The agency also didn’t want to step on ongoing research. Yet the ongoing back-and-forth about safety and efficacy has done exactly that. As soon as the drug hit the Strategic National Stockpile and started making its way to state hoards and the medicine cabinets of the worried well, “our enrollment started to tank,” Boulware says. Remember, being in a randomized controlled trial means you have a good chance of being in the placebo group—of not getting the drug. Trials aren’t meant to treat people; they’re meant to advance science. With so much positive spin, Boulware says, people figured: “Hey, it clearly works. Why would you be in a randomized controlled trial?” A clinical trial might not help each person, but it does help everyone; without them, no one can know if the drugs actually work.

Boulware’s group has 1,200 people enrolled already, but they need 180 more. And he’s having a hell of a time getting them signed up. So far, Boulware says, no one in the study has had any safety issues remotely like what the Brazilians experienced—probably because of the lower dose.

Yet the fights over hydroxychloroquine continue, on the internet and in real life. If the drug works, some partisans argue, it’s wrong to delay its widespread use by waiting for results; if it doesn’t, it’s wrong to even try it on people. “The social media perspective is: About half of people think it’s an unethical trial because it clearly works, and the other half thinks it’s clearly dangerous and we shouldn’t do it,” Boulware says. “We’re just trying to get the answer. Having a solid study design and having the actual answer is really important for both the country and the world, and that’s our goal.”

Meanwhile, though, it’s important to remember that nobody actually knows that answer. The Silicon Valley adherents insisting that the problem with the negative results thus far is that researchers tested the wrong kind of people, or used the wrong dose, or didn’t use zinc—they don’t have the data that can say whether any of that is true. The people saying that hydroxychloroquine is clearly unsafe, or that it can’t possibly work? They don’t have that data, either. Nobody does. The studies aren’t finished. “It’s going to be May 1, and we still don’t know if it works. It’s a giant failure,” Gellad says. “We should have had an answer. All you need is a randomized controlled placebo trial with 1,000 patients, and we’d know.”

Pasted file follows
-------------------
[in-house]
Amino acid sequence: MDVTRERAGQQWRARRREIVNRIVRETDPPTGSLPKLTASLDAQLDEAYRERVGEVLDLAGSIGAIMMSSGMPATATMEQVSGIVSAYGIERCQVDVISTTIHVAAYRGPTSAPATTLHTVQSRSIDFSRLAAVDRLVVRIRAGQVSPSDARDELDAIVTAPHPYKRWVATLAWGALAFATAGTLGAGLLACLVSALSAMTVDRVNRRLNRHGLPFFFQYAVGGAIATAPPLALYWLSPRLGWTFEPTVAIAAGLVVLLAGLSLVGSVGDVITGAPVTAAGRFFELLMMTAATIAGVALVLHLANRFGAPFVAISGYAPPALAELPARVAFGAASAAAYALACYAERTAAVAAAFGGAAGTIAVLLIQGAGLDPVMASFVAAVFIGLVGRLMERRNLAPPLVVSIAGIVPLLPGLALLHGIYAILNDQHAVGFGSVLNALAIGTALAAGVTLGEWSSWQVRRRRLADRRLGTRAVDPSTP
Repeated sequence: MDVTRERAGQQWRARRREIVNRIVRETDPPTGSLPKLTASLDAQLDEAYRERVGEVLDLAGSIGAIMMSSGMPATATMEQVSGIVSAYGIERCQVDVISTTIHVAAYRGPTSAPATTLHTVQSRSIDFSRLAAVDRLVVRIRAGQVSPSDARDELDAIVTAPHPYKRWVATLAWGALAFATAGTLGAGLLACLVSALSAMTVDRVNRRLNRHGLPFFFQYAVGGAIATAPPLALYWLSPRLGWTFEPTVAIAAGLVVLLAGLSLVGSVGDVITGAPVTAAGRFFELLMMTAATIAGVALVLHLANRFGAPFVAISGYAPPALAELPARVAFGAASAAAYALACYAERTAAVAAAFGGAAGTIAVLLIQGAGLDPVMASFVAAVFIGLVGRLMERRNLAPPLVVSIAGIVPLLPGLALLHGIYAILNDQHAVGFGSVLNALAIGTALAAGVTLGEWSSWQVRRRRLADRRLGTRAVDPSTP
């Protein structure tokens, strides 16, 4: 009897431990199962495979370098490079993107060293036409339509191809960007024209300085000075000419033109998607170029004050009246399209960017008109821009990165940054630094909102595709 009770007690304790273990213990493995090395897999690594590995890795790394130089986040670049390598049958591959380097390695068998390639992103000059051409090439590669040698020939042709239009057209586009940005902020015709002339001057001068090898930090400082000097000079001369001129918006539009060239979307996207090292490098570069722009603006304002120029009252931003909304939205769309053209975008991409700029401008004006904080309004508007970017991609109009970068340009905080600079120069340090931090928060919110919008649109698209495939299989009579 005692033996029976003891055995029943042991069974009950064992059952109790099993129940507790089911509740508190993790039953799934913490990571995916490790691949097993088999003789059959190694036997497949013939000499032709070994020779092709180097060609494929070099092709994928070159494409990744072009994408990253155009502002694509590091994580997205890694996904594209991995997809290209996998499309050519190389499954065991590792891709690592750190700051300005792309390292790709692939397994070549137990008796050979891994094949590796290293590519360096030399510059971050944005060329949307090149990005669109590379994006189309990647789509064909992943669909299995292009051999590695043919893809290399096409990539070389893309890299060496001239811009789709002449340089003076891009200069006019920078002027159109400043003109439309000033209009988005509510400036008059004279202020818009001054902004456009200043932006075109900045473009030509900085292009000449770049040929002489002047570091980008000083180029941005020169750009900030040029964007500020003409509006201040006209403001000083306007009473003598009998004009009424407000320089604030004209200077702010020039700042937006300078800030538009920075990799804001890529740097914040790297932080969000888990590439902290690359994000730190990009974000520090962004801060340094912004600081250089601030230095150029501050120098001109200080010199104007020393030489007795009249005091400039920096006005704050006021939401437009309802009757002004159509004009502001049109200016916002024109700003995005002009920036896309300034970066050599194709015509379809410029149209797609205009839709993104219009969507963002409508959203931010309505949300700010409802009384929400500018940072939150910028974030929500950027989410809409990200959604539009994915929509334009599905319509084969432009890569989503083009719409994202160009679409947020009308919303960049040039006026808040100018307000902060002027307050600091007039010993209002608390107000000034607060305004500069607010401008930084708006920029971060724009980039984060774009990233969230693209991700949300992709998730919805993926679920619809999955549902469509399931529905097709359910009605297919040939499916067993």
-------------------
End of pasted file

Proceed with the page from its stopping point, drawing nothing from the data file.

The president’s unjustified early enthusiasm for hydroxychloroquine (and his equally unjustified apparent abandonment of the idea) didn’t translate into a centralized, rapid-response study to determine the actual truth. The National Institutes of Health didn’t spin one up until the first week of April, a month after Boulware launched his. “Ideally, you would think, this is a national emergency and there would be coordination centrally, at the federal government level,” Boulware says. “The UK put together a nationwide trial for treatment. We weren’t able to do that.”

But if we were? Imagine the satisfaction of knowing a true fact—of being able to help sick people, or knowing that hydroxychloroquine doesn’t help and being able to move on. Imagine, if you can, being able to decisively win a fight on Twitter.

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